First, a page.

High school board asked to rescind superintendent appointment Schools & Kids, posted by Editor, The Almanac Online, on Apr 7, 2010 at 3:58 pm
Atherton resident and open-government advocate Peter Carpenter has made good on his threat to try to force the governing board of the Sequoia Union High School District to rescind its appointment of Assistant Superintendent James Lianides to succeed Superintendent Patrick Gemma.
Read the full story here Web Link posted Tuesday, April 6, 2010, 3:54 PM
Posted by Mom of MA Student, a resident of the Menlo Park: Felton Gables neighborhood, on Apr 7, 2010 at 3:58 pm
Someone explain to me why Mr. Carpenter is doing this and whose interest is he looking after. I don't see a reason why this decision is detrimental to the students which seems to be the most important issue.
Posted by Peter Carpenter, a resident of the Atherton: Lindenwood neighborhood, on Apr 7, 2010 at 4:30 pm
Mom asks:"why Mr. Carpenter is doing this and whose interest is he looking after."
Simply because the School Board broke the law - hardly a good example for the students. The public was not given the opportunity to be heard in this process and the Board acted illegally in secret - hardly a model of good government.
Would Mom rather that the School Board be exempt from obeying the laws?
Posted by Peter Carpenter, a resident of the Atherton: Lindenwood neighborhood, on Apr 7, 2010 at 4:48 pm
Here is my complaint:
April 5, 2010
VIA FACSIMILE AND FEDEX
President Olivia Martinez
Members of the Board of Trustees
Sequoia Union High School District
Board of Trustees
480 James Avenue
Redwood City, CA 94062
tel. (650) 369-1411
fax. (650) 306-8870
Re: Board of Trustees Meetings on February 24, 2010, and March 17, 2010
Appointment of a New Superintendent
Dear President Martinez and Members of the Board of Trustees:
I am writing on behalf of Atherton and District resident Peter Carpenter to request that the Board of Trustees ("the Board") cure and correct two actions: the Board's February 24 decision, made during a closed-session discussion, to limit the search for a new superintendent to employees of the Sequoia Union High School District ("the District"), and the Board's March 17 appointment of James Lianides as the District's new superintendent. Mr. Carpenter requests that both actions be rescinded, and that any and all future actions with respect to the hiring of a superintendent be taken in strict compliance with the Ralph M. Brown Act.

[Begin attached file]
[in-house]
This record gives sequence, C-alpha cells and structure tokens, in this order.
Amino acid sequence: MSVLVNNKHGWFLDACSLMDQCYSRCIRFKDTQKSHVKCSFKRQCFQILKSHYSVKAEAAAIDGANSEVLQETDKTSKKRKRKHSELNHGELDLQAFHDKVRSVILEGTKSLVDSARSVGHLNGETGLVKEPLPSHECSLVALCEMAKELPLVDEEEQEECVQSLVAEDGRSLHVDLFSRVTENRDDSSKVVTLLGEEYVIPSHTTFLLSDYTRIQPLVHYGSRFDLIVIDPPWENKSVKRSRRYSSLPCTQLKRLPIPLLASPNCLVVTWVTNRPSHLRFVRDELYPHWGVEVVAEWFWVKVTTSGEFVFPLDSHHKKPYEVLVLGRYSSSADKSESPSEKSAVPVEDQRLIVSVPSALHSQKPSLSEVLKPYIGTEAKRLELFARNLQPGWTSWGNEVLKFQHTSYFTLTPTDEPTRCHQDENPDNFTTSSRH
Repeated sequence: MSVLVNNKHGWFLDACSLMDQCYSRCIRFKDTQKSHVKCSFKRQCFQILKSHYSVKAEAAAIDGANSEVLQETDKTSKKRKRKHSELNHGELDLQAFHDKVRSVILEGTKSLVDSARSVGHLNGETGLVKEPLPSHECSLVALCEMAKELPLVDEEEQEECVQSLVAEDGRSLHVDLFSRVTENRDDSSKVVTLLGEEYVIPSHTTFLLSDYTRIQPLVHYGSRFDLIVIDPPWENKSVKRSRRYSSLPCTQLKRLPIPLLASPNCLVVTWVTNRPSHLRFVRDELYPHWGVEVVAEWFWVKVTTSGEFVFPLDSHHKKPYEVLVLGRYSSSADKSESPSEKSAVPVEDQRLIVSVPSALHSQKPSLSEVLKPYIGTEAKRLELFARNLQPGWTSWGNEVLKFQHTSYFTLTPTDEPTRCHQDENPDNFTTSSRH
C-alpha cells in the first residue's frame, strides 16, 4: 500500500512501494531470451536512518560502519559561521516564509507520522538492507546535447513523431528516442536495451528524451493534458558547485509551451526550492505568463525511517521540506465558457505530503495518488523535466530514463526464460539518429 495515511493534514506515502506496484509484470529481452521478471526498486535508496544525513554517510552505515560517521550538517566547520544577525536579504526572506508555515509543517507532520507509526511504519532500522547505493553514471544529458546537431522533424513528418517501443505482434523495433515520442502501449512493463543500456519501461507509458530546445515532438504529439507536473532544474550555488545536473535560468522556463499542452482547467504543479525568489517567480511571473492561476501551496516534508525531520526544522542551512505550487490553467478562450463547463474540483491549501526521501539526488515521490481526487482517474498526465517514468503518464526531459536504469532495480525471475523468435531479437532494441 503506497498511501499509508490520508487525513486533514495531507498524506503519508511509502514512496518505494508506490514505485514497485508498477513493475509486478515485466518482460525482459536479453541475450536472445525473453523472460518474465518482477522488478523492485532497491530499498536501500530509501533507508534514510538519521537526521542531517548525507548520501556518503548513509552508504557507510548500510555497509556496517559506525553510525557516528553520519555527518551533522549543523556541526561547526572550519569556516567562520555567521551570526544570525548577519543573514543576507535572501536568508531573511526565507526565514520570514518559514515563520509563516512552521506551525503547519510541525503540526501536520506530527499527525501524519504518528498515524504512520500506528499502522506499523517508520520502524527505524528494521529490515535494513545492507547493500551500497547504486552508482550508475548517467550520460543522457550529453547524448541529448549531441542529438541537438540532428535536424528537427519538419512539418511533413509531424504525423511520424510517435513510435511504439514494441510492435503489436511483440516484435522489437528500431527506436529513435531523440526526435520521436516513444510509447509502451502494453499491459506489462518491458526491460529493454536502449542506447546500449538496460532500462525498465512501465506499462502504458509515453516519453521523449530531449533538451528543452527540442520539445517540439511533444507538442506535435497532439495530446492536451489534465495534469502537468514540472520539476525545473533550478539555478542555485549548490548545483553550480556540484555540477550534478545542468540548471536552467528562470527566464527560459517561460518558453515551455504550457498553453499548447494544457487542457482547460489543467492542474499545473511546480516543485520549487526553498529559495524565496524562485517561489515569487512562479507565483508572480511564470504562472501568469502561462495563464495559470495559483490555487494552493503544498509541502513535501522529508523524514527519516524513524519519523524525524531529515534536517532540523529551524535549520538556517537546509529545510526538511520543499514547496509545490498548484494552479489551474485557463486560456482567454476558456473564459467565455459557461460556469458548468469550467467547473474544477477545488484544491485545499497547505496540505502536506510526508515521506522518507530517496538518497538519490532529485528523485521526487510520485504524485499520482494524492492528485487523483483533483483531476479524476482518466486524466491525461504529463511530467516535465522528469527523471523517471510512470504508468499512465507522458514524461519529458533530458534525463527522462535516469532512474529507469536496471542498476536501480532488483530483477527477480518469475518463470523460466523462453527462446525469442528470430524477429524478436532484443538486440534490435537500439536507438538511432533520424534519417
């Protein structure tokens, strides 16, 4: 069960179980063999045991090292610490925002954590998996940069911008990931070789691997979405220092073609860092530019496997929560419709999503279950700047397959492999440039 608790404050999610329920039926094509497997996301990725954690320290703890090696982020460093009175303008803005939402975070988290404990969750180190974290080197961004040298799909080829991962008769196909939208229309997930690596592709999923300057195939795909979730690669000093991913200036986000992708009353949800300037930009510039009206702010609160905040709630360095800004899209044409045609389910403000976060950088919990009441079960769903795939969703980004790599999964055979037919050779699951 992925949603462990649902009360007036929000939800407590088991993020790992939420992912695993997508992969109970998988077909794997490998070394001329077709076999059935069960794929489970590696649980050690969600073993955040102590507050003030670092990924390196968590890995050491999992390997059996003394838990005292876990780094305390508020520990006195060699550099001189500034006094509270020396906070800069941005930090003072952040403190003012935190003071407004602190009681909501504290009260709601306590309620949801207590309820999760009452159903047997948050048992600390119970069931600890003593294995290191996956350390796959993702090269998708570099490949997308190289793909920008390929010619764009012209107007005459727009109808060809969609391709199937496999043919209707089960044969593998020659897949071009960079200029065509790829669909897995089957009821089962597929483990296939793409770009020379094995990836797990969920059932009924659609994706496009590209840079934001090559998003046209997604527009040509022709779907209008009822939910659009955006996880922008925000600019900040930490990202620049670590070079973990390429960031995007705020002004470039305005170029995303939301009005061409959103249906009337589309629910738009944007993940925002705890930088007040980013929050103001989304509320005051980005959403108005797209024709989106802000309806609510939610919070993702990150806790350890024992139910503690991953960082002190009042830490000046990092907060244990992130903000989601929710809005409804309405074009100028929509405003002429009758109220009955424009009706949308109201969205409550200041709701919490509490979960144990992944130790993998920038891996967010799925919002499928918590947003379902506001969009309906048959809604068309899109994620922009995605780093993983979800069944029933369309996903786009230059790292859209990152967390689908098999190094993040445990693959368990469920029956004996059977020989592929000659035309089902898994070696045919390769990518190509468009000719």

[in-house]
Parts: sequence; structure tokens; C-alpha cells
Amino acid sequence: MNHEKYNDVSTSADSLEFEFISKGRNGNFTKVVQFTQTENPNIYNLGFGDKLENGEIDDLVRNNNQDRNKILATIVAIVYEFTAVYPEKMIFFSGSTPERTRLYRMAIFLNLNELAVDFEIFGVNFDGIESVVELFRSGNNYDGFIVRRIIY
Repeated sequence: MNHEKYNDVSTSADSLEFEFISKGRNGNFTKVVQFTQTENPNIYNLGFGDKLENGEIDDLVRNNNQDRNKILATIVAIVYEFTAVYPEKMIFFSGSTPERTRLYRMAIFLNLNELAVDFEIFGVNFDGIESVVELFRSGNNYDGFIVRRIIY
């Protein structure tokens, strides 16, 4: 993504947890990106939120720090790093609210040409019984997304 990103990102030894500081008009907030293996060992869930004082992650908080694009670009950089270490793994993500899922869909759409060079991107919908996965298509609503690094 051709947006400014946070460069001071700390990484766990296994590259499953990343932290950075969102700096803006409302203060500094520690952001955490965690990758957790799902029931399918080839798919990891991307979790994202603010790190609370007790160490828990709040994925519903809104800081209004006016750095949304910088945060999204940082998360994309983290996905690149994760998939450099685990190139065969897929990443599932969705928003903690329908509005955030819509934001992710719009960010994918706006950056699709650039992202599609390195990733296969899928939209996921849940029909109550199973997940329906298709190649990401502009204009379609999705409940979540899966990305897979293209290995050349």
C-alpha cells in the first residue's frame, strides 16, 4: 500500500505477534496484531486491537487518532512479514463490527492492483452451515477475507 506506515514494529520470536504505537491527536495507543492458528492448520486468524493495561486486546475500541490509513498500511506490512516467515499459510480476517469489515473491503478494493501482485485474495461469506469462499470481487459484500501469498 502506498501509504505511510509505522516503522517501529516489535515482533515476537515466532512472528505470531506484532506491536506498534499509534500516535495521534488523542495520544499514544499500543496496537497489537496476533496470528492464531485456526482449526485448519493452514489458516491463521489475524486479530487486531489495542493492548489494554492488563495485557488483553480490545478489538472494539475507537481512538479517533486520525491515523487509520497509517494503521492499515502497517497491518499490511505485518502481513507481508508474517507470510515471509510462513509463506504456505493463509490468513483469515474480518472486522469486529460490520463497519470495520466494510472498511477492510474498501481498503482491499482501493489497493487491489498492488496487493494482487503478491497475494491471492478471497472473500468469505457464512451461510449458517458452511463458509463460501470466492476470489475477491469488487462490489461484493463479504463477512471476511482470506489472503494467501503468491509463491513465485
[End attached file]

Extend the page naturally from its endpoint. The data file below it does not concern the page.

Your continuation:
The Board's February 24 closed-session discussion violated the Ralph M. Brown Act (Government Code section 54950, et seq., hereafter the "Brown Act"). In particular, that discussion violated Government Code sections 54953 and 54957.
On February 24, the Board convened in a closed session to discuss the search for a new superintendent. The Board apparently considered the relative merits of internal candidates for the superintendent job. The Board went beyond that, however, to discuss the broader policy
issue of whether to limit the superintendent search to District employees, or to look beyond the District. For this second discussion, the Board remained in closed session – an action which
exceeds the Brown Act's narrow exception for personnel matters.
The personnel exception, Government Code section 54597, permits closed
sessions to "consider the appointment, employment, evaluation of performance or dismissal of a public employee." The exception is to be construed "strictly and narrowly." (San Diego Union v. City Council (1983) 146 Cal.App.3d 947, 954.) It therefore plainly does not permit policy discussions which go beyond the "appointment, employment, evaluation. . . or dismissal" of a particular employee. (See, e.g., Santa Clara Federation of Teachers v. Governing Board (1981) 116 Cal.App.3d 831; 63 Ops.Cal.Atty.Gen 153 (1980).) The Board's discussion of the broad policy issue of whether to limit its search to insiders exceeds this narrow exception.